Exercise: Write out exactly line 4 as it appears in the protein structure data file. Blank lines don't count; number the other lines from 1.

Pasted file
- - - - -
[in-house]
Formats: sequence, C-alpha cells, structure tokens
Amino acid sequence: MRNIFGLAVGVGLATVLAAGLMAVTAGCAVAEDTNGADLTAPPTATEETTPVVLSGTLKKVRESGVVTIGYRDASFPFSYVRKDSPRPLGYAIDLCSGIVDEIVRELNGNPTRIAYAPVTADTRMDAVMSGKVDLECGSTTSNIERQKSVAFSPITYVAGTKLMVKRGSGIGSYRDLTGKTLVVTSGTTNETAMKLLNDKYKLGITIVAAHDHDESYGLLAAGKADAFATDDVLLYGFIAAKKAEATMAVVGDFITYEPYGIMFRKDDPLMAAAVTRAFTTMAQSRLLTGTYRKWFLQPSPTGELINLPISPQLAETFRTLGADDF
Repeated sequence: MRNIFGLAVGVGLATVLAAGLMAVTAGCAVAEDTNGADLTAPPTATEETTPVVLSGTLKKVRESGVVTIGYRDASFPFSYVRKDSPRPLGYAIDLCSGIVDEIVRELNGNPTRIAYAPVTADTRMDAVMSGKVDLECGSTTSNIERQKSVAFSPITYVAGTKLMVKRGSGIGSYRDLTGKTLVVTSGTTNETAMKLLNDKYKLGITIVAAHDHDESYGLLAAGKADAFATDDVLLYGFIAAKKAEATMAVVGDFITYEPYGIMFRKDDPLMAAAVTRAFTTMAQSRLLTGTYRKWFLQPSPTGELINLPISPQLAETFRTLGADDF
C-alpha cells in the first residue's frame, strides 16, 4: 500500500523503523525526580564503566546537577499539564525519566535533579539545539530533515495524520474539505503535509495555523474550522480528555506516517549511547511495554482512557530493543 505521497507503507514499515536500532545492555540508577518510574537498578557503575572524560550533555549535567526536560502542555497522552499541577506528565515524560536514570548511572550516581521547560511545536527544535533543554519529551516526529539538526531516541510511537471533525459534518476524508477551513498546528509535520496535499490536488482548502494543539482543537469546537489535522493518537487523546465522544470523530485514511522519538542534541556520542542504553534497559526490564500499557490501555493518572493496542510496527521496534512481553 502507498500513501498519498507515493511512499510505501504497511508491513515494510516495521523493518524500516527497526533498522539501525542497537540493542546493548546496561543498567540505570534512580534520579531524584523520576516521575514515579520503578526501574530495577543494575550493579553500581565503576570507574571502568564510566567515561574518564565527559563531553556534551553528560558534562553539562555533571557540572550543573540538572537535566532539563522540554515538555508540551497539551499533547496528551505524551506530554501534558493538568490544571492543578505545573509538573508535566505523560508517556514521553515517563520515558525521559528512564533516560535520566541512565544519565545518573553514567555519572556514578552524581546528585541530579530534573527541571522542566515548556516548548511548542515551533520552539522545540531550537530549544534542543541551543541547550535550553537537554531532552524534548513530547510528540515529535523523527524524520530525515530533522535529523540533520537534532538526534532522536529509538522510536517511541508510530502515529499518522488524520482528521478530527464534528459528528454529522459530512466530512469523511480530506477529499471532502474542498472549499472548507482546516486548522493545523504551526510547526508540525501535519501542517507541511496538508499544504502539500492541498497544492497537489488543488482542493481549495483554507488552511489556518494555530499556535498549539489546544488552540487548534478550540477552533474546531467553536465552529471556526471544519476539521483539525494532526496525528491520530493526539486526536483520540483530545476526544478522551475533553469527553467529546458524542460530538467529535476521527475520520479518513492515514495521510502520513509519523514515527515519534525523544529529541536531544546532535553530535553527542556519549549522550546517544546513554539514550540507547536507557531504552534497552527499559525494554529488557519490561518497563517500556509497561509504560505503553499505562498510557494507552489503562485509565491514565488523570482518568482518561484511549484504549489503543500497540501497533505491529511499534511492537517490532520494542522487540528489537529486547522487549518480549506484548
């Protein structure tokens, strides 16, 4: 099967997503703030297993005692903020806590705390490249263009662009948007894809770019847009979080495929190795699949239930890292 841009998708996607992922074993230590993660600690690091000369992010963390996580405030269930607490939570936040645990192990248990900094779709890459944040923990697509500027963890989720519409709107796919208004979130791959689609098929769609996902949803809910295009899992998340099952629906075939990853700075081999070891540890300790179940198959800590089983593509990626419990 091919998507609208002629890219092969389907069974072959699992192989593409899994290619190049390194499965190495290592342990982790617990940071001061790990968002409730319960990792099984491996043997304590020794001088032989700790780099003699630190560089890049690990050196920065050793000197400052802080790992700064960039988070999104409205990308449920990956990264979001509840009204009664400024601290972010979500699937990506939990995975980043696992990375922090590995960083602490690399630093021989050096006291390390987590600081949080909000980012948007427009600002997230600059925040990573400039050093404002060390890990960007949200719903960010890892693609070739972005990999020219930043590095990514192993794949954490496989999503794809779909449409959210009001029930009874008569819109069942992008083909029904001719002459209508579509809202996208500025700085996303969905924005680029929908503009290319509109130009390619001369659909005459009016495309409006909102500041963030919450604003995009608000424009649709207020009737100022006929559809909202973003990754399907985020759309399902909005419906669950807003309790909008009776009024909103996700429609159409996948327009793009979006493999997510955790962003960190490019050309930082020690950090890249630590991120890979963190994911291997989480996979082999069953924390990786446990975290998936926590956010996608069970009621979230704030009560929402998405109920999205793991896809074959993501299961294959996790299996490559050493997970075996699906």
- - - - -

Repeated sequence: MRNIFGLAVGVGLATVLAAGLMAVTAGCAVAEDTNGADLTAPPTATEETTPVVLSGTLKKVRESGVVTIGYRDASFPFSYVRKDSPRPLGYAIDLCSGIVDEIVRELNGNPTRIAYAPVTADTRMDAVMSGKVDLECGSTTSNIERQKSVAFSPITYVAGTKLMVKRGSGIGSYRDLTGKTLVVTSGTTNETAMKLLNDKYKLGITIVAAHDHDESYGLLAAGKADAFATDDVLLYGFIAAKKAEATMAVVGDFITYEPYGIMFRKDDPLMAAAVTRAFTTMAQSRLLTGTYRKWFLQPSPTGELINLPISPQLAETFRTLGADDF